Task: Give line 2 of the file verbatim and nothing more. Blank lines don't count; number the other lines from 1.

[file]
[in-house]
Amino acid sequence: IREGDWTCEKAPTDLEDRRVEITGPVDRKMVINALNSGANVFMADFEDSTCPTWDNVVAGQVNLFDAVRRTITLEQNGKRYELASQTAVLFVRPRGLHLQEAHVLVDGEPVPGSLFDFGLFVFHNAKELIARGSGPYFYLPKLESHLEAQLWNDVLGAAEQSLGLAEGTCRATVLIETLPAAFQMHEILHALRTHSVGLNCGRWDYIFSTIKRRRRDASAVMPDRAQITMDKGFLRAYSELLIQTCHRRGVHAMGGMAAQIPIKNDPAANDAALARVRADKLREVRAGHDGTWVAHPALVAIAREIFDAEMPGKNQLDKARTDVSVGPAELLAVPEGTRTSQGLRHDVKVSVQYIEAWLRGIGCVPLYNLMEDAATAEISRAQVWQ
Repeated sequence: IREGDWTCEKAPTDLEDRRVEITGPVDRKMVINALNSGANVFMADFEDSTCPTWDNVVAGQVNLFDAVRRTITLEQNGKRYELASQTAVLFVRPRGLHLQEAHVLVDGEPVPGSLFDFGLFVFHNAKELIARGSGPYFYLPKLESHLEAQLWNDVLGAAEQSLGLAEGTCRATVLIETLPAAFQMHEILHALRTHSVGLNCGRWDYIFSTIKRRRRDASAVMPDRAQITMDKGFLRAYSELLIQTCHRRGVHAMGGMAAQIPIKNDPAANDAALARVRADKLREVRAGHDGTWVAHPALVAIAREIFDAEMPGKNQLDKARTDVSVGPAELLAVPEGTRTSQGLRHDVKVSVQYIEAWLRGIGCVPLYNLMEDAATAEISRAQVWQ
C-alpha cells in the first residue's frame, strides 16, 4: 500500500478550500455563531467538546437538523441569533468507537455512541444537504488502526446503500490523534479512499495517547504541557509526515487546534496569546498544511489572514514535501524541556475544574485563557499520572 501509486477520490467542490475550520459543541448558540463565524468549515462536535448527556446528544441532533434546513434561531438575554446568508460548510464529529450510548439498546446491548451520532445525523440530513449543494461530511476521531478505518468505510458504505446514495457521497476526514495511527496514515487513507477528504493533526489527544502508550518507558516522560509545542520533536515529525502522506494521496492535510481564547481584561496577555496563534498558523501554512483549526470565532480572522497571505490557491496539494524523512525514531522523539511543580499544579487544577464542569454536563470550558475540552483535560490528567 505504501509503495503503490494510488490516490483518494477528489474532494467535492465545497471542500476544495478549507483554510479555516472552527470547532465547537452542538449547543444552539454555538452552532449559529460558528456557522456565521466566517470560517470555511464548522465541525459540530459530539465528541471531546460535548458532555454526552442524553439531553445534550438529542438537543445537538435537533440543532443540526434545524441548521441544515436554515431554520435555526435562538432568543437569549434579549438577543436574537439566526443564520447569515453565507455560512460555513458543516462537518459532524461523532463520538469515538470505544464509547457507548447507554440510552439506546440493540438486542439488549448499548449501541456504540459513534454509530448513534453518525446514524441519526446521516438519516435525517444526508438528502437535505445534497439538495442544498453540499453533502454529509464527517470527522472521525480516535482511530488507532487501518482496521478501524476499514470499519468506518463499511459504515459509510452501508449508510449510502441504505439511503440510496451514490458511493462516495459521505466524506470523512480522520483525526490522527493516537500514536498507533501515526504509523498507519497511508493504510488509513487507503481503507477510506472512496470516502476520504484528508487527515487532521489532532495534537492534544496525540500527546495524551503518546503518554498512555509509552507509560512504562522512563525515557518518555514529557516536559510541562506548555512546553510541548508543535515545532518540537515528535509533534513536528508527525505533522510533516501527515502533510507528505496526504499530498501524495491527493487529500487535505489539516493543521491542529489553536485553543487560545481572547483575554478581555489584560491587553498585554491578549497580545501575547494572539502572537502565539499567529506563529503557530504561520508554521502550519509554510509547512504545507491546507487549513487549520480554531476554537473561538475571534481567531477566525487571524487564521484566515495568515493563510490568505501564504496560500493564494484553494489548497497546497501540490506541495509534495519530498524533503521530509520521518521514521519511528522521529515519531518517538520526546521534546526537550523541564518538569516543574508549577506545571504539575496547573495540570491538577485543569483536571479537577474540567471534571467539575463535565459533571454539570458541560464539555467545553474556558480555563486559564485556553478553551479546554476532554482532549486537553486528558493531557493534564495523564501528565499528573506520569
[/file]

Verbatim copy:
Amino acid sequence: IREGDWTCEKAPTDLEDRRVEITGPVDRKMVINALNSGANVFMADFEDSTCPTWDNVVAGQVNLFDAVRRTITLEQNGKRYELASQTAVLFVRPRGLHLQEAHVLVDGEPVPGSLFDFGLFVFHNAKELIARGSGPYFYLPKLESHLEAQLWNDVLGAAEQSLGLAEGTCRATVLIETLPAAFQMHEILHALRTHSVGLNCGRWDYIFSTIKRRRRDASAVMPDRAQITMDKGFLRAYSELLIQTCHRRGVHAMGGMAAQIPIKNDPAANDAALARVRADKLREVRAGHDGTWVAHPALVAIAREIFDAEMPGKNQLDKARTDVSVGPAELLAVPEGTRTSQGLRHDVKVSVQYIEAWLRGIGCVPLYNLMEDAATAEISRAQVWQ